Vasava on the web:
Richard Jobson uses all Adobe Pipeline on Wayland’s Song
We really pushed the boundaries of what you can do with the Creative Cloud software. For me, it’s almost like being in a punk band again with Adobe: SpeedGrade and After Effects are my drummer and my bass player and Premiere Pro is my guitarist, who’s been getting much better. I have my band, and now I can tell my stories.
- Richard Jobson
Leveraging the complete Adobe Creative Cloud toolset, Wayland’s Song, which premiered at Cannes on May 25, 2013, was written and directed by Richard Jobson. A former movie critic and television host, Jobson started his career as the charismatic front man for 1970’s punk band, The Skids. After working in broadcast, he began screenwriting in 2000 and was soon directing short films and game cinematics. Early writing and directing highlights included Heartlands, and 16 Years or Alcohol.
As an independent filmmaker Jobson brings a practical, can-do attitude to his work, producing movies that are technically innovative and pioneering in terms of subject matter; such as his visually powerful 2009 human trafficking short, The Journey.
Filmmaker Richard Jobson speaks about Waylands Song at Adobe&Filmmakers event.
Already familiar with Photoshop and After Effects, Jobson started editing with Adobe Premiere Pro in 2011 to conform and finish The Somnambulists – an arresting portrayal of fallen service personnel, recounting their experiences in Iraq, from beyond the grave.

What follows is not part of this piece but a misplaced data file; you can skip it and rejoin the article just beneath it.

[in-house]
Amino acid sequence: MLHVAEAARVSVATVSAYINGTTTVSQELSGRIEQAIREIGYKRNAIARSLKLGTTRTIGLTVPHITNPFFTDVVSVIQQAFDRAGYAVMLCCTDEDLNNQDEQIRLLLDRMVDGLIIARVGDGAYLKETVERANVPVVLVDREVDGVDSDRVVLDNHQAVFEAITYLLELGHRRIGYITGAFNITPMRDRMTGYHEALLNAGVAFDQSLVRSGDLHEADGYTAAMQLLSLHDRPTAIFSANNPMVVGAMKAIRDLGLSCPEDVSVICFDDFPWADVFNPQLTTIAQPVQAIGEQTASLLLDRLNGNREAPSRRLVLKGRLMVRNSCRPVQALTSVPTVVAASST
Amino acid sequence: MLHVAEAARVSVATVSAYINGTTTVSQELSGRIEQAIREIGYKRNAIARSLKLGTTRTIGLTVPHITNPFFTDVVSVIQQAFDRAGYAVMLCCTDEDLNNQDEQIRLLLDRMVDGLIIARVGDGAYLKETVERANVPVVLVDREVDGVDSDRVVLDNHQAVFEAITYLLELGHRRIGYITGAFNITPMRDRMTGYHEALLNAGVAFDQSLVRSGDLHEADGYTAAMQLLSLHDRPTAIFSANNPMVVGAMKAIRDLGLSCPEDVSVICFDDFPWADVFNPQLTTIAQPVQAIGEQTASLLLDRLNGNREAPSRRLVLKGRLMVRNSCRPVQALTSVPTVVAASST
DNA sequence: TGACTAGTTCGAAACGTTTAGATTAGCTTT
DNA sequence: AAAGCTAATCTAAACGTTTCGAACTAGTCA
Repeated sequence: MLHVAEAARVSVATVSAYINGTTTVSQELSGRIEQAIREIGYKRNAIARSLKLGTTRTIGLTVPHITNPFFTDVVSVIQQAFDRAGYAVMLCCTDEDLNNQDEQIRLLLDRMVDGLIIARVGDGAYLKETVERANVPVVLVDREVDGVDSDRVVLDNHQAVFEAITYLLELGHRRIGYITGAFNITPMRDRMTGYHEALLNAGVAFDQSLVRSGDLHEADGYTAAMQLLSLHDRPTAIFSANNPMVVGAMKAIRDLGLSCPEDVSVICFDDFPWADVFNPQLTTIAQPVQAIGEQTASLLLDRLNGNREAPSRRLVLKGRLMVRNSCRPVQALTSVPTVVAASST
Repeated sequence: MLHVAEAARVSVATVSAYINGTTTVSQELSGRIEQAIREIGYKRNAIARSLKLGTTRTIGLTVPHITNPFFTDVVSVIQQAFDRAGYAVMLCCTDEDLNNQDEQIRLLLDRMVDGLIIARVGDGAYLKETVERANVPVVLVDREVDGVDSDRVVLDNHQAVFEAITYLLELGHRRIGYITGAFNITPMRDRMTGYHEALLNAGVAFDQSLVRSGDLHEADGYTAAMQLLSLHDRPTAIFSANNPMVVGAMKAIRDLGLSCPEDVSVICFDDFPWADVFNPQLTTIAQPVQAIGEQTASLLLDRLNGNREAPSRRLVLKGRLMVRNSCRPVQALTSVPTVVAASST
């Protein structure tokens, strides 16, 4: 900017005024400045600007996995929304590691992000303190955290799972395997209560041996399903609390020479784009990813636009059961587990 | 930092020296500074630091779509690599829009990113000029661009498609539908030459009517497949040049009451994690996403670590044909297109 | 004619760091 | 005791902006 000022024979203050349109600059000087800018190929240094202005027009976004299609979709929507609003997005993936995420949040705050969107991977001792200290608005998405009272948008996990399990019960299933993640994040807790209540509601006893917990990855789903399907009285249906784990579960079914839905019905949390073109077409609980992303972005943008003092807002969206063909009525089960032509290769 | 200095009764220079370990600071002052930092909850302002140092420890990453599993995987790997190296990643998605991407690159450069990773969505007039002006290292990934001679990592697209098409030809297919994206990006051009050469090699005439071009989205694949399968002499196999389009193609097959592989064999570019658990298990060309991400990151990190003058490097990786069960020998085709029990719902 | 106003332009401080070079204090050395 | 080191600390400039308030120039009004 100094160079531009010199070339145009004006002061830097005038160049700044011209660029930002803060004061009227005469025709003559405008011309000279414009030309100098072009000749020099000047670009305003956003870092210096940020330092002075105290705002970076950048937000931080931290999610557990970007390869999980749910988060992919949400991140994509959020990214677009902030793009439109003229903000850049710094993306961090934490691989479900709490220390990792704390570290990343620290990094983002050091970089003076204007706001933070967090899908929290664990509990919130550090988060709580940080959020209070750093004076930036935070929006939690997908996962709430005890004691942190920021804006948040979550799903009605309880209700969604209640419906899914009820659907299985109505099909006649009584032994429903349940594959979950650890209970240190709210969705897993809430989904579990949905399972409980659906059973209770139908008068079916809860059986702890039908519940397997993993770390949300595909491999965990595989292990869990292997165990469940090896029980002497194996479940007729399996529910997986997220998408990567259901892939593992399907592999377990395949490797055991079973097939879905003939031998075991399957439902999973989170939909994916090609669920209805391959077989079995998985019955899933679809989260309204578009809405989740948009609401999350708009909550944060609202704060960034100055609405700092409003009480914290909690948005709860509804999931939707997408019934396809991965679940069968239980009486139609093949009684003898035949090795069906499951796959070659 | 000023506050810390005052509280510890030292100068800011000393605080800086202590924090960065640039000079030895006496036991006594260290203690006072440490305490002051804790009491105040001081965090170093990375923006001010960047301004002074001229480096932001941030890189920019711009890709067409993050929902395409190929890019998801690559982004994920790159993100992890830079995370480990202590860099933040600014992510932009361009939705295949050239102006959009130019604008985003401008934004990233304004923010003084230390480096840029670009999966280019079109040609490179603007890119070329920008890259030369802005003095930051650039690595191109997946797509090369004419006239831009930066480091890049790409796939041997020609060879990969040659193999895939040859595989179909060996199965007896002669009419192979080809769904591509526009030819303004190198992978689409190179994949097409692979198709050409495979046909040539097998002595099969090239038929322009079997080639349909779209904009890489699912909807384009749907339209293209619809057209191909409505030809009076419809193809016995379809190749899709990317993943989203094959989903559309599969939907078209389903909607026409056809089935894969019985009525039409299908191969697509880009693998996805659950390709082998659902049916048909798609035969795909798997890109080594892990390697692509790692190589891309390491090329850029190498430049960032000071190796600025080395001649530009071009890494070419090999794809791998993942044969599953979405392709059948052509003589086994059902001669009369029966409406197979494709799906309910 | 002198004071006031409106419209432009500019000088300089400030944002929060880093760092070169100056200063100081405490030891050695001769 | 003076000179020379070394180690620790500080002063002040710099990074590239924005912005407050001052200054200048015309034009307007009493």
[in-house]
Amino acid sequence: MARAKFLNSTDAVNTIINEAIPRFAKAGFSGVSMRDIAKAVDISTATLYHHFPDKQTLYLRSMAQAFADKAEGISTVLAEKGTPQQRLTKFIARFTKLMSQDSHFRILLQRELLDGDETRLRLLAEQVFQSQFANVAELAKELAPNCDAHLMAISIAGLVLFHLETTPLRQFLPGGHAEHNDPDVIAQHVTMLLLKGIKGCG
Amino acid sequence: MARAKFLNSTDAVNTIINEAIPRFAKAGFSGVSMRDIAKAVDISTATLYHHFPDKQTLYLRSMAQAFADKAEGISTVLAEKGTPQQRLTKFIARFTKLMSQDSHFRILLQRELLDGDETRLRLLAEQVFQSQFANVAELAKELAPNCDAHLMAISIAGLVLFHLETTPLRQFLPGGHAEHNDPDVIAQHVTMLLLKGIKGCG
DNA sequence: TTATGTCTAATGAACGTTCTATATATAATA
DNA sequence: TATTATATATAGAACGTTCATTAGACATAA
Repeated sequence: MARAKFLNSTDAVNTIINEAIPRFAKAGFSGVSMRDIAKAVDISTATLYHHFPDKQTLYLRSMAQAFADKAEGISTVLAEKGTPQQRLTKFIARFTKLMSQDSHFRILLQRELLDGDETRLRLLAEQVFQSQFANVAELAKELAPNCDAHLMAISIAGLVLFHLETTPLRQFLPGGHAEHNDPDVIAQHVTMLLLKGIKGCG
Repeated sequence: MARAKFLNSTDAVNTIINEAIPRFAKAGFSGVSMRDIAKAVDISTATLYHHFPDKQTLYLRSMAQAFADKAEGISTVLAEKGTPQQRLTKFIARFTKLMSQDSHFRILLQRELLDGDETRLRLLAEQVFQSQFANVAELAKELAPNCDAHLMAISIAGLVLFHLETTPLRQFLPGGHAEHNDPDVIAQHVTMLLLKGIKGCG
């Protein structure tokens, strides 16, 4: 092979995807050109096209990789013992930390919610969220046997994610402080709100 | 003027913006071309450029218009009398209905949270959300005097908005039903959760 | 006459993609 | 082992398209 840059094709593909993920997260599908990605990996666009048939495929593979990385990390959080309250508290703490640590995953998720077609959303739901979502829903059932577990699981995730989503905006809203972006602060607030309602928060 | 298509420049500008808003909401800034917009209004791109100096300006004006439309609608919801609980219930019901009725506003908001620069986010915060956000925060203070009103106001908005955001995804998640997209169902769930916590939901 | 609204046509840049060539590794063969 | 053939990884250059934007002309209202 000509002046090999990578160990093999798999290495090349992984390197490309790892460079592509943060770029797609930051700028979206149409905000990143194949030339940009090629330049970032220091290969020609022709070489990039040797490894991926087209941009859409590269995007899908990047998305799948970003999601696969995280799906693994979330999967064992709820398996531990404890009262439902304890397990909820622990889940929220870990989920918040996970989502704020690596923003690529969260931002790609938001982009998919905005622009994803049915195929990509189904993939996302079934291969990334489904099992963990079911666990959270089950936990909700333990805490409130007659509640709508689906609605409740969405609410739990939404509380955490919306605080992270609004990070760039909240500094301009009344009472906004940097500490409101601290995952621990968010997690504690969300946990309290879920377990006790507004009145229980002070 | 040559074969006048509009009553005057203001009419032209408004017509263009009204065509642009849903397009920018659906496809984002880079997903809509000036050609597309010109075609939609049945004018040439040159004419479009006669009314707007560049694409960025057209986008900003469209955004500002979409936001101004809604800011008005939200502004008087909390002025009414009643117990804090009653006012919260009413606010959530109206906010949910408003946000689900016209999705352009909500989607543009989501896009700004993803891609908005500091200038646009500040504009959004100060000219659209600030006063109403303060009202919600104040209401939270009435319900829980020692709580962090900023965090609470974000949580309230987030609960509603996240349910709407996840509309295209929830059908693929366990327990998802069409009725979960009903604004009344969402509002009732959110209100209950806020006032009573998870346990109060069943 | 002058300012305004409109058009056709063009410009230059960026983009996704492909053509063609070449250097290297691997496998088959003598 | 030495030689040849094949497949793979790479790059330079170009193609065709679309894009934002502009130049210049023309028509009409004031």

“Premiere Pro allowed me to go back to the original, native rushes that I shot in camera, without changing or degrading the image,” said Jobson. No other software allowed me to do that. With Premiere Pro’s dynamic link to After Effects, completing the film in Adobe software was a no-brainer for me.”
For his latest feature film, Wayland’s Song, Richard Jobson moved to an all Adobe workflow: Starting with Adobe Story Plus, which he used for script editing, preproduction planning, and to generate detailed production schedules, all the material was moved smoothly through Adobe Prelude, Adobe Premiere Pro, After Effects, Adobe Audition, and finally SpeedGrade for finishing.
Creating Wayland’s Song